Early Monday morning on February 3, Steve Burton was heading into work after vacation when he received an unexpected call from the National Oceanic and Atmospheric Administration. A baby sperm whale washed ashore on Palm Beach and died shortly thereafter. As director of the marine mammal rescue program at FAU’s Harbor Branch Oceanographic Institute, NOAA asked if his team could help. “That’s what makes the job exciting, I might have something planned but then get a call and everything can change,” he says. “I love it here; every day is different.”
Marine mammals can wind up stranded on beaches for myriad reasons, such as being sick and unable to swim, entangled, starving, or disoriented. Burton and his team respond to those stranded animals along a 70-mile stretch of coastline along Indian, St. Lucie and Martin Counties. Upon reaching the animal, what the team does depends on coordination with NOAA Fisheries Marine Mammal Health and Stranding Response Program, the condition of the animal and their size. In cases where the mammal is alive and able to be transported, it will get taken to a facility for treatment and possible rehabilitation back into the wild. If the animal is dead, the veterinarian will lead an examination — called a necropsy, like an autopsy for humans — either right there on the beach or back at the lab to try and determine the cause of death. They might also collect tissue samples from organs for various research projects by scientists, like understanding toxins in the environment. “Our role as responders is to get them in and do necropsy with our veterinarian. We are certified to handle the animal,”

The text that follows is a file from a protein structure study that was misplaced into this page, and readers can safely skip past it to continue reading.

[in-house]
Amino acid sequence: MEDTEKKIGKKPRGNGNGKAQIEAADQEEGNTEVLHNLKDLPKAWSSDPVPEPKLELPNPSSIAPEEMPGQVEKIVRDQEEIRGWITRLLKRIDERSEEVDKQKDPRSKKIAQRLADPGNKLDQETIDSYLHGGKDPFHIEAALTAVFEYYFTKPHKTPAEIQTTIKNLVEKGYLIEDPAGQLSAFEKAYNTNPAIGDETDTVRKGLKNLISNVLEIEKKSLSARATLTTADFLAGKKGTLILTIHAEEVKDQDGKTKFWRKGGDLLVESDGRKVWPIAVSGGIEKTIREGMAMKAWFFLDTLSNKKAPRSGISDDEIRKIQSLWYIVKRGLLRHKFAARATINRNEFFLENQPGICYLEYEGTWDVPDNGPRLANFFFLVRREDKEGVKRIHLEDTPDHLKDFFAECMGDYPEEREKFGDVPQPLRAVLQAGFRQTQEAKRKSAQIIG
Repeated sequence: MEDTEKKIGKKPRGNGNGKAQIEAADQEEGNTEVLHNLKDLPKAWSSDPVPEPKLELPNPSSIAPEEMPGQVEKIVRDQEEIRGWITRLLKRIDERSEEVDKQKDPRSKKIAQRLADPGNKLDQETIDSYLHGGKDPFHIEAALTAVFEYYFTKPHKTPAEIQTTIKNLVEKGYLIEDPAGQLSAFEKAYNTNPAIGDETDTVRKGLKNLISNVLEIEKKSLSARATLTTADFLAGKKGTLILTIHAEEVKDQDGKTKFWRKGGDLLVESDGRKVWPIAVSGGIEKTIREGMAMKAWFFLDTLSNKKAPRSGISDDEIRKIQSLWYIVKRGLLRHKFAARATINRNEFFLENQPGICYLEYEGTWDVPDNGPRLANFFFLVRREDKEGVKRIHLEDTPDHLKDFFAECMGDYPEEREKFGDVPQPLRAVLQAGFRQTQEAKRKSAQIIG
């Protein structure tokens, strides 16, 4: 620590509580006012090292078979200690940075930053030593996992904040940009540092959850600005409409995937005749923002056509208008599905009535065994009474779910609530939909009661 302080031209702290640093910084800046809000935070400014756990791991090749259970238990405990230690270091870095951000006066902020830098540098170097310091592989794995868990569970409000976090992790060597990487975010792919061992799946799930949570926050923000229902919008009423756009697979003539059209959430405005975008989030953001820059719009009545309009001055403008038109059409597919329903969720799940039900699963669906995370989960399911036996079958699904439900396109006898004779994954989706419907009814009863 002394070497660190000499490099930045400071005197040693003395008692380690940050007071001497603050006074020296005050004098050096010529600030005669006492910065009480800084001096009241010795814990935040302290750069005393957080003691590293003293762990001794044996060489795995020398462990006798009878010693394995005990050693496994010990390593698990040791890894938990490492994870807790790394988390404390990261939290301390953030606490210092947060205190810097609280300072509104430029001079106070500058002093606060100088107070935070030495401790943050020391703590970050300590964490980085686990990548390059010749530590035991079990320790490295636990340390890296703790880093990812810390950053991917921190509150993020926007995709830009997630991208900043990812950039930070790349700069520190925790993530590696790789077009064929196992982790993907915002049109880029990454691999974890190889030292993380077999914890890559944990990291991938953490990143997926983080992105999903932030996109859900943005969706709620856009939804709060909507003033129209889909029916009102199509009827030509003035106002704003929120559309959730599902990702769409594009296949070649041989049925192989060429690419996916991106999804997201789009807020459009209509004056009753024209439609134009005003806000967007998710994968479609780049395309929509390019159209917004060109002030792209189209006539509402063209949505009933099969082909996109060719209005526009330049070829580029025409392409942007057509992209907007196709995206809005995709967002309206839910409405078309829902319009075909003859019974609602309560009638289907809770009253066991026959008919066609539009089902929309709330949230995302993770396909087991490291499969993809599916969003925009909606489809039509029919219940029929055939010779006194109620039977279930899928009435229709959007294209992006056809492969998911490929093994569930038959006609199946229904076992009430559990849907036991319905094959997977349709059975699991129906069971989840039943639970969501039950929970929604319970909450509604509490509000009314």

While it can be difficult to see dolphins and whales dead or sick, Burton focuses on the positive stories and what can be learned from each carcass. The best cases, he says, are when the team gets to disentangle live animals caught up in rope or fishing line and then released back to the wild. “Sometimes you’ll see that animal six months later and thriving.”
Burton grew up in Southern California, and always loved animals. But, his fascination watching dolphins and sea lions while surfing fueled his career path. He earned a bachelor of arts in environmental science from Hawaii Pacific University. He spent 14 years in Hawaii gaining hands-on experience with dolphins and sea lions working as an animal trainer and also on the marine mammal rescue team. In 2010, he came to FAU first as the coordinator for the stranding program and then later as the Director of Stranding and Population Assessment. He earned a master’s degree in environmental science along the way. “I am very fortunate that my dreams came true and I get to enjoy every day at work.”
About once a week, calls for a distressed animal come from the public. “We always take every call seriously and will check to see if the animal is okay and not in distress, entangled, stranded or needing help,” he says. Bottlenose dolphins and pygmy sperm whales are the most commonly stranded species in his region.
If you see a marine mammal, Burton says to call it in and let trained professionals respond. The worst thing to do is try to push the animal back into the water, which is doing more harm than good, he says. People could also put themselves or the animal in danger, he notes. The baby sperm whale, for instance, weighed between 1,500 and 2,000 pounds. “If it rolls on you, you could drown.” Instead, call the FWC hotline number 1-888 404 3922, which is manned 24/7, 365 days a year. “Even if you are unsure if an animal is in distress, call it in,” says Burton. “I’d rather know than not know.”
Published in Vero Beach Portfolio magazine.